How to design and set an effective practice sharing?
STEP 1 - PremisesIf you want to offer innovative courses for Family and Community Nurses, it is recommended that you consider adopting active and collaborative learning approaches. This way, along with traditional teaching methods (such as lectures) that are aimed to tackle theoretical aspects, practical sessions are also proposed.
Practical sessions could include:
- Collaborative learning approaches and practice sharing activities, where students are divided in groups and are proposed team work with different strategies, such as for example case study, problem based learning, role-play, etc.
- Laboratory sessions, where role-play and simulations are proposed. Simulations are used to help students getting familiar with technical skills (how to measure blood pressure, etc.) when you are at “entry” nursing educational level (bachelor), or with relational and communication skills when you are at the FCN level.
- Work based learning: whilst encompassing a broad range of activities and activity types, however, it is accepted that work-based learning centres on the acquisition of knowledge, skills and competences through action-based or reflective learning in a vocational or occupational context. These might include various forms, such as apprenticeship, stage, internship and others, depending on national rules and training contexts.
STEP 2 – Design of collaborative learning and practice sharing activities
Collaborative learning approaches valorize the single learner’s experience through practice sharing and peer discussion, so to support the co-construction of new knowledge. Strategies, such as discussions, peer review activities, case studies, role-plays, problem based learning activities, jigsaws, etc. should be used to promote practice sharing and the development of the community dimension.
In case you want to propose collaborative learning activities within your courses for Family and Community Nurses, teachers should carefully design them (micro-design). Moreover, teachers should also allow students to be pro-active in proposing topics for discussion, exchange and collaboration among peers.
STEP 3 – Teacher training for practice sharing
If you want to support practice sharing and collaborative learning approaches within your courses for Family and Community Nurses, you should make sure your perspective teachers are able to propose meaningful collaborative learning activities. This might imply to train teachers (at least) on the following aspects:
- What competencies / learning outcomes can meaningfully be addressed by collaborative learning approaches?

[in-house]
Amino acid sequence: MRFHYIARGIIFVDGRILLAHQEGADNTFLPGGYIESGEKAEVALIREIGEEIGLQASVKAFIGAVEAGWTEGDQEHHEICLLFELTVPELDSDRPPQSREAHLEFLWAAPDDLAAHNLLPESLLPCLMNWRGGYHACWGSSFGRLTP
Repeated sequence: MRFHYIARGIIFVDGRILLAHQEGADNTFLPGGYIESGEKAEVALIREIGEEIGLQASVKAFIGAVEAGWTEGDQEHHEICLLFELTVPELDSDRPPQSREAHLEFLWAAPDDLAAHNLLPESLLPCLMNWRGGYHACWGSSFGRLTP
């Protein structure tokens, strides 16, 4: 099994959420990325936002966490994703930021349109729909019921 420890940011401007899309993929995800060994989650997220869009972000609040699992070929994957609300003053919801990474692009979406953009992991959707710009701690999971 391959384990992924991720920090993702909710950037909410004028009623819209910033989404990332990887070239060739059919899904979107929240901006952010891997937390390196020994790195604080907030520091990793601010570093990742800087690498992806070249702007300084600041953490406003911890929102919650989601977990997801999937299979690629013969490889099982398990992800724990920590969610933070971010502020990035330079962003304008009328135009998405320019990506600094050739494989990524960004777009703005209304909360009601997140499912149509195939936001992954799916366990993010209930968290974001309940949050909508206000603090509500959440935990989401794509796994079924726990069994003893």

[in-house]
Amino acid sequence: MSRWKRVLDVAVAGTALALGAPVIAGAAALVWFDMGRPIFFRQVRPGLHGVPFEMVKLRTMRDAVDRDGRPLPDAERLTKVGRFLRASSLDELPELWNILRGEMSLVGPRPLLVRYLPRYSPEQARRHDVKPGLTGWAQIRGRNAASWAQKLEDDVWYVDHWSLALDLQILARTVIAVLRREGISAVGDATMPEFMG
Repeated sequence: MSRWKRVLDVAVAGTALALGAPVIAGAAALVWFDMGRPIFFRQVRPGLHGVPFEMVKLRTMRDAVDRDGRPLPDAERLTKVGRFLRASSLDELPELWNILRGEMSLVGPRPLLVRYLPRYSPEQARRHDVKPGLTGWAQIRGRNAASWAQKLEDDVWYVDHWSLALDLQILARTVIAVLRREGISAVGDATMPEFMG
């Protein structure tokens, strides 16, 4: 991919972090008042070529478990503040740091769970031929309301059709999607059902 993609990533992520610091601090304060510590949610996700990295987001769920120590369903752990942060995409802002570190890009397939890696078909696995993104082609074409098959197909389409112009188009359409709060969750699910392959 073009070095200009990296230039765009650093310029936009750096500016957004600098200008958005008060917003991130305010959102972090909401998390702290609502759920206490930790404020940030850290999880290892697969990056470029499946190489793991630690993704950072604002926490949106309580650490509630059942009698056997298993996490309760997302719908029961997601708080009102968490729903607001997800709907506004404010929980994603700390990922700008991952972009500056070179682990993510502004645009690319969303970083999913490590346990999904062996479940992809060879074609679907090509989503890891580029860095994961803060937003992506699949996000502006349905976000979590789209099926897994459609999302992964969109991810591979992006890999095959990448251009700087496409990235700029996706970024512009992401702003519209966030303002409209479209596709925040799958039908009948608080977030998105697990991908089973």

- What collaborative learning techniques /methods exist and better apply to the competencies /learning outcomes to be addressed?
- How to effectively design a collaborative learning activity? How component should be considered (task, time, team, technology)
- How to effectively support students during the activity and how to orchestrate the learning environment?
- How to monitor and evaluate the learning process and how to assess students at the end of a collaborative learning activity?
STEP 4 – e-learning for practice sharing
If you decide to rely on e-learning or blended approaches to support collaborative learning activities in your courses for Family and Community Nurses, you should rely on an adequate technological and organizational infrastructure.
To get indications on the technological features, go to STEP 5
To get indications on the methodological and organizational issues, you can access:
Brasher, A., Whitelock, D., Holmes, W. Pozzi, F. Manganello, F., Passarelli, M. Persico, D. Taulats, M. Carrillo, A. (2018). Guidelines to improve the performance of online institutions. CODUR Project - IO2-A3.
STEP 5 – Technological features for practice sharing
If you decide to rely on e-learning or blended approaches to support collaborative learning activities in your courses for Family and Community Nurses, you should check that the learning environment you choose supports the following features:
- Wikis, forums, groups, etc. as these functionalities will allow teachers (and students themselves) to propose collaborative learning activities
- Social networking functionalities as the community dimension is very important in collaborative learning. Optionally, you could even suggest (or offer) an informal social media for your course participants to interact outside the boundaries of the ‘formal course’
- Functionalities able to support self-regulated learning, as this component is critical in collaborative learning, especially if this is proposed at a distance. This implies offering tools and methods to support autonomy, self- monitoring, planning and self-evaluation abilities
- Gamification functionalities to support participants’ motivation and engagement in the learning process. In particular, it would be advisable to use digital badges with the aim to represent levels of competence achieved, to support the assessment of levels of Learning Outcomes achieved, and to show skills and competences gained through different experiences for the professional profile.
- “Adaptive’ or ‘intelligent’ systems featured with learning analytics and recommending functionalities, in such a way that learners are proposed courses and materials depending on their previous learning outcomes and are supported as far as meta-cognition and self-regulated learning are concerned. This will also prevent dropout
Last modified: Friday, 30 April 2021, 6:45 PM